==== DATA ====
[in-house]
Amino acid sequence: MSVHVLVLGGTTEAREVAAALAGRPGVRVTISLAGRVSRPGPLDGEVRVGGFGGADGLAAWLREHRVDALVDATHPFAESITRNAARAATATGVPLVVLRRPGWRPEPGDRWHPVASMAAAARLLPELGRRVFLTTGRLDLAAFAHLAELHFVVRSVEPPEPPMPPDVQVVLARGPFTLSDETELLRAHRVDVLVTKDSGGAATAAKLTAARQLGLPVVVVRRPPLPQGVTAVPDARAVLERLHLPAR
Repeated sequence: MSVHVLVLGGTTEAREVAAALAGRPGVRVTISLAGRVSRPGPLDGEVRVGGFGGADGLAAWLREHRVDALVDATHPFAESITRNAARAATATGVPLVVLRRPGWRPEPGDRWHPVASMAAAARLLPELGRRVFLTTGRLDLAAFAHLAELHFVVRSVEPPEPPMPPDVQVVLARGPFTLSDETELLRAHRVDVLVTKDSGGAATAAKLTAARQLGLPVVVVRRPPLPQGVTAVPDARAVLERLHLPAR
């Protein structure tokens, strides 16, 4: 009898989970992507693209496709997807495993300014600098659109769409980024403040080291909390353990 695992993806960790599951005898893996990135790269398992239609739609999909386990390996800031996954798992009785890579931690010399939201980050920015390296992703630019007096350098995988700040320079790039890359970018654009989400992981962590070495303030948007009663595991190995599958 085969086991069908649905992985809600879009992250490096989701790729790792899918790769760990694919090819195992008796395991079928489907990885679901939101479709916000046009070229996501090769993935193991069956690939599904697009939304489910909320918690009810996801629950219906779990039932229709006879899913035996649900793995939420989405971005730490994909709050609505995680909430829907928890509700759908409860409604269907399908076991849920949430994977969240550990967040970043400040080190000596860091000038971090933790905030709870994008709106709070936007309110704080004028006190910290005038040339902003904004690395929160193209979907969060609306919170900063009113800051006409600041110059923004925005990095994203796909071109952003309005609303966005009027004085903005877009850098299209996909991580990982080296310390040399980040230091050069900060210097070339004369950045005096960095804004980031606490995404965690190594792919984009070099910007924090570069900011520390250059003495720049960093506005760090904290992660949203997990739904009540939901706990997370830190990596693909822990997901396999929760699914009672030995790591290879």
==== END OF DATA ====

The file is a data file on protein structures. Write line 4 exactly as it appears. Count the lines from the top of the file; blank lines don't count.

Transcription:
């Protein structure tokens, strides 16, 4: 009898989970992507693209496709997807495993300014600098659109769409980024403040080291909390353990 695992993806960790599951005898893996990135790269398992239609739609999909386990390996800031996954798992009785890579931690010399939201980050920015390296992703630019007096350098995988700040320079790039890359970018654009989400992981962590070495303030948007009663595991190995599958 085969086991069908649905992985809600879009992250490096989701790729790792899918790769760990694919090819195992008796395991079928489907990885679901939101479709916000046009070229996501090769993935193991069956690939599904697009939304489910909320918690009810996801629950219906779990039932229709006879899913035996649900793995939420989405971005730490994909709050609505995680909430829907928890509700759908409860409604269907399908076991849920949430994977969240550990967040970043400040080190000596860091000038971090933790905030709870994008709106709070936007309110704080004028006190910290005038040339902003904004690395929160193209979907969060609306919170900063009113800051006409600041110059923004925005990095994203796909071109952003309005609303966005009027004085903005877009850098299209996909991580990982080296310390040399980040230091050069900060210097070339004369950045005096960095804004980031606490995404965690190594792919984009070099910007924090570069900011520390250059003495720049960093506005760090904290992660949203997990739904009540939901706990997370830190990596693909822990997901396999929760699914009672030995790591290879």